In Mormonism, the idea of partnership between Jesus Christ and man occupies the foreground and the significance of what Christ achieved on the cross recedes to the background. The Mormon Church seems to redefine the meaning of grace to suit their teachings. Grace according to the Bible is “undeserved blessing freely bestowed on man by God”(ed. Walter Elwell, Evangelical Dictionary of Theology). “For by grace are ye saved through faith, and that not of your yourselves: it is the gift of God: Not of works, lest any man should boast.” (Ephesians 2:8-9)  Our spending eternity with our Heavenly Father is a gift from God.


In the Bible grace is like both cake and frosting. God prepared a cake for us. God initiated a rescue plan for our sin problems and Jesus died for sinners like us, so that our sins may be forgiven. What we need to do to taste a piece of cake (spending eternity with the Heavenly Father) is to receive it as a gift.  We cannot deserve it or earn it. “It is the gift of God: Not of works, lest any man should boast.” God does not have second thoughts, does he? You could have everlasting life as a present reality today.           


Mormon Apostle Bruce McConkie said that grace is granted proportionately to man’s conformance to ‘the standards of personal righteousness.’ This teaching directly opposes biblical teaching. “Moreover, the law entered, that the offence might abound. But where sin abounded, grace did much more abound.”(Romans 5:20 KJV).


A few months ago when I met Elder D in Liverpool, we talked about forgiveness and grace again. He said, “If we are saved by faith through grace alone as you said, I am saved.” Here he was equating salvation with spending eternity with God. I told him that I was not sure if he had salvation as a present reality, as he had different understandings of God and Jesus and the means of salvation. I talked about the Parable of the Pharisee and the tax Collector in Luke 18:9-14.  It was the tax collector who went back home as a friend with God, not the self-righteous Pharisee. I said to Elder D that God eagerly waits for friends (repentant sinners), not righteous strangers.  I quoted Romans 10: 3- 4  “For, being ignorant of the righteousness that comes from God, and seeking to establish their own, they did not submit to God’s righteousness. For Christ is the end of the law for righteousness to everyone who believes.”(English Standard Version)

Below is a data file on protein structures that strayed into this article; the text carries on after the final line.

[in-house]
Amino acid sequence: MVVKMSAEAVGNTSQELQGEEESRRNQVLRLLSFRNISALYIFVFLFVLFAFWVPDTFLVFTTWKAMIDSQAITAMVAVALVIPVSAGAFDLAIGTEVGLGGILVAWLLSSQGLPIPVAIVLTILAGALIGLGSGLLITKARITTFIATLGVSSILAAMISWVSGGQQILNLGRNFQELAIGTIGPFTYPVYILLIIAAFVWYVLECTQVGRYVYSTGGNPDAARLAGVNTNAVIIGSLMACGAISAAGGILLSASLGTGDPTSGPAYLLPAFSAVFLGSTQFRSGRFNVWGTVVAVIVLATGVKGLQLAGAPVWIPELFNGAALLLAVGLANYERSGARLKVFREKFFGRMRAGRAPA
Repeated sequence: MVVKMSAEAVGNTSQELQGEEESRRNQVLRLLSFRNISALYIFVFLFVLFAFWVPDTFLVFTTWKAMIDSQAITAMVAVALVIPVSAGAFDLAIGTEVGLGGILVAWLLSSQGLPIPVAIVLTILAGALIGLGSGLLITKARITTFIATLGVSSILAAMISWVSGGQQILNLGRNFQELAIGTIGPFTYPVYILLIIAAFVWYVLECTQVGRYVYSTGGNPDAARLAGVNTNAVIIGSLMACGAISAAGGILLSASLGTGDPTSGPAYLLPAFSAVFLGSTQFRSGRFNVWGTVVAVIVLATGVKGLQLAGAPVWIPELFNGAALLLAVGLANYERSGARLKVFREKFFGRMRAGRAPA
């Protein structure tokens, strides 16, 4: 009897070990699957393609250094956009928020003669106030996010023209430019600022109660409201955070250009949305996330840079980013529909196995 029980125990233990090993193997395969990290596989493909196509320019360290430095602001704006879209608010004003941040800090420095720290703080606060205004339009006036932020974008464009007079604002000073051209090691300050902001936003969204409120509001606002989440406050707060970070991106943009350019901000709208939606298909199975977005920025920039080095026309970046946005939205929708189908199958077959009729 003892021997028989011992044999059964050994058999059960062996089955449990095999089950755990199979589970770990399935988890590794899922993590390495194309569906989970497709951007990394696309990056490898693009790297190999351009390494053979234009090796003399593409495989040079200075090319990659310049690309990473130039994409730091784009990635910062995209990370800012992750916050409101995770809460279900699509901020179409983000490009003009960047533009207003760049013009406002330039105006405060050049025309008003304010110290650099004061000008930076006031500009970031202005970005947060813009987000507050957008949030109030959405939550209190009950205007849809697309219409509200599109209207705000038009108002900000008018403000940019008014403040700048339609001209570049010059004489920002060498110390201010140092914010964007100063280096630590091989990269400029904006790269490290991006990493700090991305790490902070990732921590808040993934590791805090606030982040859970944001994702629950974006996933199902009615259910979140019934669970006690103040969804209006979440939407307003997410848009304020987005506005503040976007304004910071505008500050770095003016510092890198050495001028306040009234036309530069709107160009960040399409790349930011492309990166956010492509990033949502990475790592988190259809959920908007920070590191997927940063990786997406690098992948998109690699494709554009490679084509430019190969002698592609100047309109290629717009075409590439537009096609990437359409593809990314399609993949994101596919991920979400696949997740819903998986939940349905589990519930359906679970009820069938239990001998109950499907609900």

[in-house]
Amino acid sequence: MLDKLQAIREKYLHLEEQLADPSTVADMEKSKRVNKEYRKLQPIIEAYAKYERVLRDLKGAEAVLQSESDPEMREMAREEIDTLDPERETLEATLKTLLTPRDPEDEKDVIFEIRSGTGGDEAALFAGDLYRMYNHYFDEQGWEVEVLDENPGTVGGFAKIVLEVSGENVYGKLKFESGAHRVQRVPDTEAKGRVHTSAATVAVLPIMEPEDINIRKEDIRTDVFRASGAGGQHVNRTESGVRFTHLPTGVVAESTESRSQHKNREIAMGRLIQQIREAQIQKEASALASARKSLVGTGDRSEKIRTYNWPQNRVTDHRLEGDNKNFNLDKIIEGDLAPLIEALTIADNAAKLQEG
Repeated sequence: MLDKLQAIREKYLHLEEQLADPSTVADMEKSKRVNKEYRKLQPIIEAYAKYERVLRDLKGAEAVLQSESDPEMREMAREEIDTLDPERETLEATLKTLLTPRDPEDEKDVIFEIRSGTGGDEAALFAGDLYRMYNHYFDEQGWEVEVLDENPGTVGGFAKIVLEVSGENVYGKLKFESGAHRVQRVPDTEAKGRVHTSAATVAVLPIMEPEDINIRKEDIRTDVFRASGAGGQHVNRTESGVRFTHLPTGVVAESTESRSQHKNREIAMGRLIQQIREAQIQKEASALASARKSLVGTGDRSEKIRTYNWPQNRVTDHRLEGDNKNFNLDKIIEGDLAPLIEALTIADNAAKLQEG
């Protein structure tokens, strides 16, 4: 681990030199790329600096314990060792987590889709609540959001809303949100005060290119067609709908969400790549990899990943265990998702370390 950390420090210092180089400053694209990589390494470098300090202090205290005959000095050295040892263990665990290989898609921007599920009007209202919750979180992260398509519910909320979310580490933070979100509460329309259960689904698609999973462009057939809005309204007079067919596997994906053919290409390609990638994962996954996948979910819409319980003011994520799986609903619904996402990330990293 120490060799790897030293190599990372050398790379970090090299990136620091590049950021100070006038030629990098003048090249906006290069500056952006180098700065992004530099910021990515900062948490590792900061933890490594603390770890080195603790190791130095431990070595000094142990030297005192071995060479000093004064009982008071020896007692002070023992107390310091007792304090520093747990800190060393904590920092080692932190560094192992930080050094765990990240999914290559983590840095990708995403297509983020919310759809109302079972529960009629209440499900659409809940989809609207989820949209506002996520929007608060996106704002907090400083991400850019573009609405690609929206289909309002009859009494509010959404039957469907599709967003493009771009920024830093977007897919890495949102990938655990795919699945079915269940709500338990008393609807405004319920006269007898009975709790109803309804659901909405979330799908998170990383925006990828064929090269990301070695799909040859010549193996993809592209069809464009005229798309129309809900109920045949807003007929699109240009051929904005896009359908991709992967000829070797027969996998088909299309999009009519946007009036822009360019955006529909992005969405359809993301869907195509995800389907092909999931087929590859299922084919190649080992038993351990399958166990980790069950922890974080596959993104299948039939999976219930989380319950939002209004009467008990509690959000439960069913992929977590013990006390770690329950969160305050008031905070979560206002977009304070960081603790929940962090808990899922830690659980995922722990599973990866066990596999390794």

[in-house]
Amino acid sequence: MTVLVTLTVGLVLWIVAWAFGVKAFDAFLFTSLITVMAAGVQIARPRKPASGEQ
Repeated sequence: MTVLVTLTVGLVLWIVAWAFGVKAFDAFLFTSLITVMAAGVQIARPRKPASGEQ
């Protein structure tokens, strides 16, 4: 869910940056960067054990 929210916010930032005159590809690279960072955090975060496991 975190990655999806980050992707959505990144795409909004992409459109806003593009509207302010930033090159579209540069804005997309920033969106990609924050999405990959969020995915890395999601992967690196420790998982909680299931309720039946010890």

Points to ponder    


I have been haunted by the Elder D’s claim to salvation. It poses a question.  I do not think that Mormons will go to hell simply because they are Mormons. But people will go to hell when their sins remain unforgiven. Eternal life is a gift from God. At the end of the day what matters most is our living personal relationship with Jesus. Matthew 7:21-23 is a sober warning to us. Merely holding correct theology does not save us. Not everyone who talks about the kingdom of heaven belongs to the Kingdom. If we do not know Jesus but claim to do things in his name, he will say he does not know us and we will be rejected (7:23). On the day of judgement Mormons may say to Jesus, “We went on mission to preach the restored gospel. We prayed in your name, kneeling down. We baptised people in the name of the Father, the Son and the Holy Ghost.” My heart breaks when I think about Mormons’ horror on that day when they realise that the Jesus they put their trust is not the real Jesus, the Jesus of the Bible, and will be eternally separated from God. In Christ God dwells fully. Christ has made God known fully.  And no later prophets add to the knowledge of God. There is no other way to know God or receive his salvation. Our job is to make Mormons understand that that God has made himself known in Christ through the Bible, and not through the Book of Mormon and modern day revelations. We should help Mormons see that knowing God in this way, we will have a God-honouring relationship with Him.


Copyright 2003 Mormon Outreach Ministries,Sydney